Can you believe pet insurance wasn’t even a thing until the 1980s? Thanks, Lassie. (The famous canine was literally the first insured pet.) Furry-friend illnesses can quickly rack up thousands in vet bills. And if you don’t have that extra cash just lying around, insurance could save your pet’s life. But it’ll cost you. Maybe more than you expect.
Your monthly payment depends on the coverage you choose. Pretty much the same way health insurance premiums can vary. Your location and your pet’s age, breed, health history, and current health can change the price with premiums ranging from $6 to $155 monthly. Hint: The lower the premium, the more you’ll pay in out-of-pocket costs.
You can also expect to pay $0 to $1,000 deductibles. And 10% to 30% copays. Oh, and unlike human coverage, pet insurance offers reimbursements, not direct doc payments.
Some companies give you a break if you insure more than one of your furry besties. And paying it forward can pay off: You might be able to cut coverage costs if you own a service animal. Or if you're a veteran or active military member. Shop around. It might save you a little.
Pet insurance comes in three tiers. When it comes to choosing one, let your top pet priorities guide you.
For a bare-bones policy that covers unexpected mishaps like broken bones.
The most popular choice, this type of policy can help when your pet gets hurt or sick.
Often available as an add-on to one of the above options, this extra coverage offers reimbursements for preventive care. Think: vaccinations.
Many policies won't cover pre-existing conditions. So they may require a vet visit before your coverage begins. And a waiting period for coverage.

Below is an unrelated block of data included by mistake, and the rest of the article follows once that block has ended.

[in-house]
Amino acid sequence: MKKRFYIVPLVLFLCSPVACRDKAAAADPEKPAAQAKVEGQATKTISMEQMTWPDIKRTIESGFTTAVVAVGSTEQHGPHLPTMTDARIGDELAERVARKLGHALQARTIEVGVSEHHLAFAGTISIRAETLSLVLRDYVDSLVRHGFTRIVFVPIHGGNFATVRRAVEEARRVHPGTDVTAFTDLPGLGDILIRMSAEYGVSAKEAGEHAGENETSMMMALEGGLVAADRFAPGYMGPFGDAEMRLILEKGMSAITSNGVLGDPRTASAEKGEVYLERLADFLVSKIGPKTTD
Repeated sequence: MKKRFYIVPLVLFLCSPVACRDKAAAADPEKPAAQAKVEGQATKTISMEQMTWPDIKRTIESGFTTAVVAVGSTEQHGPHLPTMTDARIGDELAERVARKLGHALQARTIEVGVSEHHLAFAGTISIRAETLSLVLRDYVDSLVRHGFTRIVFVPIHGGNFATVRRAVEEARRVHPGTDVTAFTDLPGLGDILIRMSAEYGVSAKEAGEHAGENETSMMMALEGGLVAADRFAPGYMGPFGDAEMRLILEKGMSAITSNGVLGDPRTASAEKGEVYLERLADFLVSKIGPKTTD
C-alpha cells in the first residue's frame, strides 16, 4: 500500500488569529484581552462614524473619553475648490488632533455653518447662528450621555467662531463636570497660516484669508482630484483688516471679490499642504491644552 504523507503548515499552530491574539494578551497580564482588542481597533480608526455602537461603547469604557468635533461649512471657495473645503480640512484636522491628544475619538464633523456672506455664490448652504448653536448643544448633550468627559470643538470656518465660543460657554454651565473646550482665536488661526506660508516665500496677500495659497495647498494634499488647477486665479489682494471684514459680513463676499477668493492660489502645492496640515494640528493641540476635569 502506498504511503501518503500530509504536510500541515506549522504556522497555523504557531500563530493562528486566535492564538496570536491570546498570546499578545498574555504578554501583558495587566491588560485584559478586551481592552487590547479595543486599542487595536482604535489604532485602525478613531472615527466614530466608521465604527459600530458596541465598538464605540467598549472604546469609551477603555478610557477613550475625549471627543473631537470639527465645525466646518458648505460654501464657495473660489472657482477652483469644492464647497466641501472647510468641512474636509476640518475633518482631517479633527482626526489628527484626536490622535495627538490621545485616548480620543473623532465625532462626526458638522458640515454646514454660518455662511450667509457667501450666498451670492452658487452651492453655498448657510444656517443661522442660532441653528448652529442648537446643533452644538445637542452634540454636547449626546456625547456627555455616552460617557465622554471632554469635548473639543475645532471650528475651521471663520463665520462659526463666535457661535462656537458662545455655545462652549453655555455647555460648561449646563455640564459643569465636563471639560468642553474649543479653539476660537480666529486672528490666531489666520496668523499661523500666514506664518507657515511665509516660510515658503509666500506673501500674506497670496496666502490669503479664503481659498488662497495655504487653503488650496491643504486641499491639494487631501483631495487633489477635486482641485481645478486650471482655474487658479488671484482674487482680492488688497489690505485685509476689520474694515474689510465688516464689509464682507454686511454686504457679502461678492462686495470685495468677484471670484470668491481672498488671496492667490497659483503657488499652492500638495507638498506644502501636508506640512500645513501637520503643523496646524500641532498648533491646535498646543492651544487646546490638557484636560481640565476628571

Waiting periods vary based on the company and policy you choose. For illnesses, it can range from 14 days to one year, depending on the condition. It can be much shorter for coverage for accidents — just a couple of days with some policies. Still, that's why you need to consider an insurance policy before your pet needs it.
The simple answer: no. But coverage may be limited for incurable illnesses like cancer or diabetes. For preexisting conditions that can be resolved, companies may allow coverage once your pet has shown no symptoms for a specified period of time. The next step for either: shop around for the best possible coverage.
Maybe not for wellness visits. Those costs are around the same price you’d pay for a monthly premium. So you can probably just add them to your regular spending plan. (Need help? Here are 10 ways to make more room in your budget.) When it comes to policies that cover accidents and injuries, the peace of mind they'll give you can be worth it.
Vet bills can add up to thousands of dollars. Pet insurance can be a good way to cover those costs. But it’s best to get a policy before your pet gets sick.
Skimm'd by Dae Cason, Megan Beauchamp, Sagine Corrielus, Liz Knueven, Stacy Rapacon, and Alicia Valenski
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